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Detroit — Strategies to improve services and residential quality of life with fewer resources is the focus of City Halls across the globe convening in post-bankrupt Detroit.

Efforts from California to Athens, Greece, were covered during a panel discussion Monday at CityLab Detroit, a program convening for its sixth year with a theme of "opportunity" to bring together more than 600 city and civic leaders from 156 cities across 27 countries.

"We recognize there’s never enough money, never enough resources and never enough staff to accomplish what we want to accomplish,” San Jose Mayor Sam Liccardo said. 

“We had to figure out how we could deliver services that our residents reasonably expected with fewer resources than anyone should have. We knew we needed more partnerships ... doing the same thing, the same way wouldn't work for us."

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For example, data has aided San Jose in identifying dangerous buildings to better direct its remaining code enforcement staff, he said.

Detroit, meanwhile, was held up during the segment as a model for its philanthropic partnerships, including an endeavor that overhauled its grants management system, said George McCarthy, president and CEO of the Lincoln Institute of Land Policy. 

Prior to bankruptcy, Detroit had been leaving about $100 million in mismanaged federal grant dollars on the table annually. But with help from the Ford and Kresge foundations, a centralized grants management system was put in place. McCarthy also noted foundation support for information technology upgrades and obstacles small businesses are faced with in Detroit.

In Athens, leaders created a vice mayor on innovation position to focus on addressing social concerns, said Mayor Giorgos Kaminis, who said he came into office amid a "multidimensional crisis."

“There was a political, social and even moral crisis,” he said. “We had to find ways to do things in a different way. We had to rebuild confidence and trust with the citizens.”

Kaminis also noted the Athens Partnership, an initiative launched in 2015 with foundation support and guidance from Bloomberg Associates. The partnership is facilitating more than a dozen initiatives in coordination with the Municipality of Athens and global philanthropic leaders and its helped Athens lower taxes for businesses and boost jobs and tourism, he said.

The CityLab speakers are among 120 expected to come together at the Marriott in the Detroit Renaissance Center over two days to discuss technology, mobility, gun violence and the national opioid epidemic.

Detroit Mayor Mike Duggan opened the program on Monday, speaking early about Detroit's rebirth and its focus on ensuring residents benefit from the city's financial recovery.

Duggan talked about the city's challenges when he took office: broken streetlights, dismal emergency response, broken-down buses and 40,000 blighted homes.

He then credited Bloomberg for stepping in to aid the city in crafting its "Occupied Buy Back" program. The effort helps Detroit residents who have lost their homes to foreclosure buy it back from the Detroit land bank.

"He (Bloomberg) has helped us design our recovery," Duggan said. "We are two years ahead of we would be if it wasn't for this mayor."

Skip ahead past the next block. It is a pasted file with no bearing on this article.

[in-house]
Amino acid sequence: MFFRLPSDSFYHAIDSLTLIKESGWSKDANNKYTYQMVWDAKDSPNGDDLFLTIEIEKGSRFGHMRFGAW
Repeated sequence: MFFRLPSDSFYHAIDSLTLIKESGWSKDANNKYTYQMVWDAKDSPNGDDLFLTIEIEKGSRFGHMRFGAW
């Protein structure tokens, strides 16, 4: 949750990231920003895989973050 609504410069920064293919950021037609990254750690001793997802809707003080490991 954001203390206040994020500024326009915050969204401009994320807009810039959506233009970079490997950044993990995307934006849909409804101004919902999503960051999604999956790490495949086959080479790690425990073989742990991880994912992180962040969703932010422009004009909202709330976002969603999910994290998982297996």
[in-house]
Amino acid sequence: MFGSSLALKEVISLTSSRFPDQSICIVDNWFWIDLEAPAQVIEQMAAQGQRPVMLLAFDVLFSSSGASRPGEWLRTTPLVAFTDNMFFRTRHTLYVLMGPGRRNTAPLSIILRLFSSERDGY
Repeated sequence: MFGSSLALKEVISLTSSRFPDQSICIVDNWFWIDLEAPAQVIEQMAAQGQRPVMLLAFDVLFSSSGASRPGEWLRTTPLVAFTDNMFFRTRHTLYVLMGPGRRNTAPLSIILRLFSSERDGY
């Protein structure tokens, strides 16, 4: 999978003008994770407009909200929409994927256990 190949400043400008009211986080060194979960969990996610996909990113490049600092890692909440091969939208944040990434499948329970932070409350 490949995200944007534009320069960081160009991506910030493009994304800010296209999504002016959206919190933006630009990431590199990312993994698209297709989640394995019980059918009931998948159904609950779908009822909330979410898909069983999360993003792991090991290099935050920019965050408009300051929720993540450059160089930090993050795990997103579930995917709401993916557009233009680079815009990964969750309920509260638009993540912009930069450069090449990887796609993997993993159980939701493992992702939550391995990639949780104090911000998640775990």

Duggan, during a morning panel session on "unleashing opportunity," noted the recent investment by Ford Motor Co. in the shuttered Michigan Central Station in Corktown and billionaire businessman Dan Gilbert's efforts to build anew at the former Hudson's site on Woodward Avenue.

"We are using our recovery to benefit all of our residents," said Duggan, noting hiring requirements on major construction projects and job training programs.

Duggan discussed Detroit's efforts to rehabilitate city neighborhoods, its massive federally funded demolition and home auction programs as well as the Detroit Promise, a program that provides two-year and four-year degrees to qualified Detroit high school graduates. 

He also said the city hopes to soon roll out a universal pre-K program for four-year-olds.

The mayor closed by saying that the federal government needs to solve the immigration fight, saying that it "has hurt Detroit's recovery." Detroit had been a community taking in Syrian refugees.

"I wish the Republicans in Washington would come together once and for all and solve this issue," he said.

On a lighter note, Duggan said most city leaders he’s talked with have inquired about the arrival and growth of motorized scooters in Detroit.

“We appear to be the only city in the country that cracked the scooter code,” he told The Detroit News after the session. “Everybody wants to know about how we made the scooters work so smoothly when there’s so much drama in other places. I would have never thought scooters would be a subject of intense interest.”

CityLab, organized by the Aspen Institute, the Atlantic and Bloomberg Philanthropies and has previously taken place in Paris, Miami, London, Los Angeles and New York.

Among the scheduled speakers are Estonian President Kersti Kaljulaid; Ford Foundation CEO Darren Walker; Gilbert; and film production designer Hannah Beachler, whose credits include "Black Panther" and "Moonlight."

Former New York City Mayor Mike Bloomberg on Monday stressed the importance of the annual gathering, telling attendees that "progress is still possible" despite the political "chaos and division" in Washington D.C.

"I don't think there could be a better time for communities to reassert their rightful role as leaders in innovative government," Bloomberg told a crowd gathered in a ballroom of the hotel. "Because on every issue that matters, local communities are charting the way forward and proving that Democracy in the 21st Century can work for all people."

cferretti@detroitnews.com 

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